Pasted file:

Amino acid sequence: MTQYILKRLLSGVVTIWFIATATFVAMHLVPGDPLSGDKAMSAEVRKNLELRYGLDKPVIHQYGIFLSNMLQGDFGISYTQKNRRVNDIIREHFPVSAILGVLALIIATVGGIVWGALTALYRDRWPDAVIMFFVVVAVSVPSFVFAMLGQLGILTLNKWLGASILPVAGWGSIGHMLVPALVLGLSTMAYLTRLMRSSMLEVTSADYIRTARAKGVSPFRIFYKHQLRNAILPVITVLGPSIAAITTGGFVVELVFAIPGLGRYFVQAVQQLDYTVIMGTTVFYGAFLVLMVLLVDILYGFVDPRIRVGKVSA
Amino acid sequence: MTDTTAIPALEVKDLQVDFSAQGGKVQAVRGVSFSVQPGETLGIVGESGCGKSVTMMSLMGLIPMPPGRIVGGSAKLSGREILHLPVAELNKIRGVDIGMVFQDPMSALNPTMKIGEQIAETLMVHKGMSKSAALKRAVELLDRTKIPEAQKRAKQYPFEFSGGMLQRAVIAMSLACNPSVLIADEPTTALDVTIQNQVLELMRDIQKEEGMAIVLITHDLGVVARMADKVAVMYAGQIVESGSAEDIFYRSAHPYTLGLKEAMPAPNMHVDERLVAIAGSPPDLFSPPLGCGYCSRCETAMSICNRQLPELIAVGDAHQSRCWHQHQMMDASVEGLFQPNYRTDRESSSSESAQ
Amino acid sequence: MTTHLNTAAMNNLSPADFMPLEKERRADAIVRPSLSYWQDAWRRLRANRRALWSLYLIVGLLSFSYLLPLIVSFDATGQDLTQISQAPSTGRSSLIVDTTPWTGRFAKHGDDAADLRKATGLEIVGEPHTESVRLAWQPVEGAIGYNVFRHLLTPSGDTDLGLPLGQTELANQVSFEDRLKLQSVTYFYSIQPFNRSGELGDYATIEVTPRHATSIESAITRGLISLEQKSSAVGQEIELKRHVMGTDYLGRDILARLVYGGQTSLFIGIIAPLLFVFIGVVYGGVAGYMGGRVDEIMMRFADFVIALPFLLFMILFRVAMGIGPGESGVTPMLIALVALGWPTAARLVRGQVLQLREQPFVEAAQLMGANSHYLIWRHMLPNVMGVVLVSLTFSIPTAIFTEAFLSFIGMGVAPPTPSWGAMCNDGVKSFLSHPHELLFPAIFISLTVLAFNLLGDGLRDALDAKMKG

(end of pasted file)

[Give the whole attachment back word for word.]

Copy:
Amino acid sequence: MTQYILKRLLSGVVTIWFIATATFVAMHLVPGDPLSGDKAMSAEVRKNLELRYGLDKPVIHQYGIFLSNMLQGDFGISYTQKNRRVNDIIREHFPVSAILGVLALIIATVGGIVWGALTALYRDRWPDAVIMFFVVVAVSVPSFVFAMLGQLGILTLNKWLGASILPVAGWGSIGHMLVPALVLGLSTMAYLTRLMRSSMLEVTSADYIRTARAKGVSPFRIFYKHQLRNAILPVITVLGPSIAAITTGGFVVELVFAIPGLGRYFVQAVQQLDYTVIMGTTVFYGAFLVLMVLLVDILYGFVDPRIRVGKVSA
Amino acid sequence: MTDTTAIPALEVKDLQVDFSAQGGKVQAVRGVSFSVQPGETLGIVGESGCGKSVTMMSLMGLIPMPPGRIVGGSAKLSGREILHLPVAELNKIRGVDIGMVFQDPMSALNPTMKIGEQIAETLMVHKGMSKSAALKRAVELLDRTKIPEAQKRAKQYPFEFSGGMLQRAVIAMSLACNPSVLIADEPTTALDVTIQNQVLELMRDIQKEEGMAIVLITHDLGVVARMADKVAVMYAGQIVESGSAEDIFYRSAHPYTLGLKEAMPAPNMHVDERLVAIAGSPPDLFSPPLGCGYCSRCETAMSICNRQLPELIAVGDAHQSRCWHQHQMMDASVEGLFQPNYRTDRESSSSESAQ
Amino acid sequence: MTTHLNTAAMNNLSPADFMPLEKERRADAIVRPSLSYWQDAWRRLRANRRALWSLYLIVGLLSFSYLLPLIVSFDATGQDLTQISQAPSTGRSSLIVDTTPWTGRFAKHGDDAADLRKATGLEIVGEPHTESVRLAWQPVEGAIGYNVFRHLLTPSGDTDLGLPLGQTELANQVSFEDRLKLQSVTYFYSIQPFNRSGELGDYATIEVTPRHATSIESAITRGLISLEQKSSAVGQEIELKRHVMGTDYLGRDILARLVYGGQTSLFIGIIAPLLFVFIGVVYGGVAGYMGGRVDEIMMRFADFVIALPFLLFMILFRVAMGIGPGESGVTPMLIALVALGWPTAARLVRGQVLQLREQPFVEAAQLMGANSHYLIWRHMLPNVMGVVLVSLTFSIPTAIFTEAFLSFIGMGVAPPTPSWGAMCNDGVKSFLSHPHELLFPAIFISLTVLAFNLLGDGLRDALDAKMKG